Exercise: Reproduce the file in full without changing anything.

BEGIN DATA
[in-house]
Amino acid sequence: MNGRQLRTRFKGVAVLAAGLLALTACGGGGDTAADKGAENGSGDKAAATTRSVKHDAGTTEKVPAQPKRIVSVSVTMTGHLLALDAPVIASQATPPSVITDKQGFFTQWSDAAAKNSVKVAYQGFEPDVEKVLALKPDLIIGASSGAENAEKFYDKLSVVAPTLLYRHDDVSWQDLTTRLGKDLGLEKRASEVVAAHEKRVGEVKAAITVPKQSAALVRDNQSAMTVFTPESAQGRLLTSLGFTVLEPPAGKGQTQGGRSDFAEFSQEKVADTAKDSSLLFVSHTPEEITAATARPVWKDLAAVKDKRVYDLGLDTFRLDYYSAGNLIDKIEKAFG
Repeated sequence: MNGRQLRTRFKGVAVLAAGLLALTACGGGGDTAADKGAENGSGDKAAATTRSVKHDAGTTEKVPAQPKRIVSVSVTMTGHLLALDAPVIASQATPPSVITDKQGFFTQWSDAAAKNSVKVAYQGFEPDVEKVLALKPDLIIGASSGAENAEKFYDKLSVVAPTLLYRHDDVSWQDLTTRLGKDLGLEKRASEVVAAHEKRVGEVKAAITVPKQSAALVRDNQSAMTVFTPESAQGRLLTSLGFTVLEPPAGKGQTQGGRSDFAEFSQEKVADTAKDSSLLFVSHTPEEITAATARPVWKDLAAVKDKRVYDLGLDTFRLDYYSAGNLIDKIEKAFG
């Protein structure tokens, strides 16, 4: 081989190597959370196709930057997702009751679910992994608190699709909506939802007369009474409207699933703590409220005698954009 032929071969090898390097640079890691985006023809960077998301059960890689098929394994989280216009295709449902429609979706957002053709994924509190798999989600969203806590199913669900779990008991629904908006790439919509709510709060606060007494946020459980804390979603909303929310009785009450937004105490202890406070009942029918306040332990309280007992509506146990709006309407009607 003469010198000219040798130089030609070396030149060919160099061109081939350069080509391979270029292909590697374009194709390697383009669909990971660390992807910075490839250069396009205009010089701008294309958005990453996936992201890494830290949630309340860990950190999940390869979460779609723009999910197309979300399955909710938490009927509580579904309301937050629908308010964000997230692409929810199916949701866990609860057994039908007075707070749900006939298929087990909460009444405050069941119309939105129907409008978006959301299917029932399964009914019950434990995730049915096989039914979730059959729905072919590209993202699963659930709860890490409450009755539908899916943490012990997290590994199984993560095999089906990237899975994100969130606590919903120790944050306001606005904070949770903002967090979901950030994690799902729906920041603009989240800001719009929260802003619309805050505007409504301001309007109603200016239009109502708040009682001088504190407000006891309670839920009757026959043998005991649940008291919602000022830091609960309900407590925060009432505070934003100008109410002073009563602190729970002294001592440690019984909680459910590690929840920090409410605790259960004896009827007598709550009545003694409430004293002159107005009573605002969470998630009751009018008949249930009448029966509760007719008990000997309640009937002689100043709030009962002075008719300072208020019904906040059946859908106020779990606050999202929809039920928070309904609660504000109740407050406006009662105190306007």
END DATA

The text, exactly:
[in-house]
Amino acid sequence: MNGRQLRTRFKGVAVLAAGLLALTACGGGGDTAADKGAENGSGDKAAATTRSVKHDAGTTEKVPAQPKRIVSVSVTMTGHLLALDAPVIASQATPPSVITDKQGFFTQWSDAAAKNSVKVAYQGFEPDVEKVLALKPDLIIGASSGAENAEKFYDKLSVVAPTLLYRHDDVSWQDLTTRLGKDLGLEKRASEVVAAHEKRVGEVKAAITVPKQSAALVRDNQSAMTVFTPESAQGRLLTSLGFTVLEPPAGKGQTQGGRSDFAEFSQEKVADTAKDSSLLFVSHTPEEITAATARPVWKDLAAVKDKRVYDLGLDTFRLDYYSAGNLIDKIEKAFG
Repeated sequence: MNGRQLRTRFKGVAVLAAGLLALTACGGGGDTAADKGAENGSGDKAAATTRSVKHDAGTTEKVPAQPKRIVSVSVTMTGHLLALDAPVIASQATPPSVITDKQGFFTQWSDAAAKNSVKVAYQGFEPDVEKVLALKPDLIIGASSGAENAEKFYDKLSVVAPTLLYRHDDVSWQDLTTRLGKDLGLEKRASEVVAAHEKRVGEVKAAITVPKQSAALVRDNQSAMTVFTPESAQGRLLTSLGFTVLEPPAGKGQTQGGRSDFAEFSQEKVADTAKDSSLLFVSHTPEEITAATARPVWKDLAAVKDKRVYDLGLDTFRLDYYSAGNLIDKIEKAFG
């Protein structure tokens, strides 16, 4: 081989190597959370196709930057997702009751679910992994608190699709909506939802007369009474409207699933703590409220005698954009 032929071969090898390097640079890691985006023809960077998301059960890689098929394994989280216009295709449902429609979706957002053709994924509190798999989600969203806590199913669900779990008991629904908006790439919509709510709060606060007494946020459980804390979603909303929310009785009450937004105490202890406070009942029918306040332990309280007992509506146990709006309407009607 003469010198000219040798130089030609070396030149060919160099061109081939350069080509391979270029292909590697374009194709390697383009669909990971660390992807910075490839250069396009205009010089701008294309958005990453996936992201890494830290949630309340860990950190999940390869979460779609723009999910197309979300399955909710938490009927509580579904309301937050629908308010964000997230692409929810199916949701866990609860057994039908007075707070749900006939298929087990909460009444405050069941119309939105129907409008978006959301299917029932399964009914019950434990995730049915096989039914979730059959729905072919590209993202699963659930709860890490409450009755539908899916943490012990997290590994199984993560095999089906990237899975994100969130606590919903120790944050306001606005904070949770903002967090979901950030994690799902729906920041603009989240800001719009929260802003619309805050505007409504301001309007109603200016239009109502708040009682001088504190407000006891309670839920009757026959043998005991649940008291919602000022830091609960309900407590925060009432505070934003100008109410002073009563602190729970002294001592440690019984909680459910590690929840920090409410605790259960004896009827007598709550009545003694409430004293002159107005009573605002969470998630009751009018008949249930009448029966509760007719008990000997309640009937002689100043709030009962002075008719300072208020019904906040059946859908106020779990606050999202929809039920928070309904609660504000109740407050406006009662105190306007």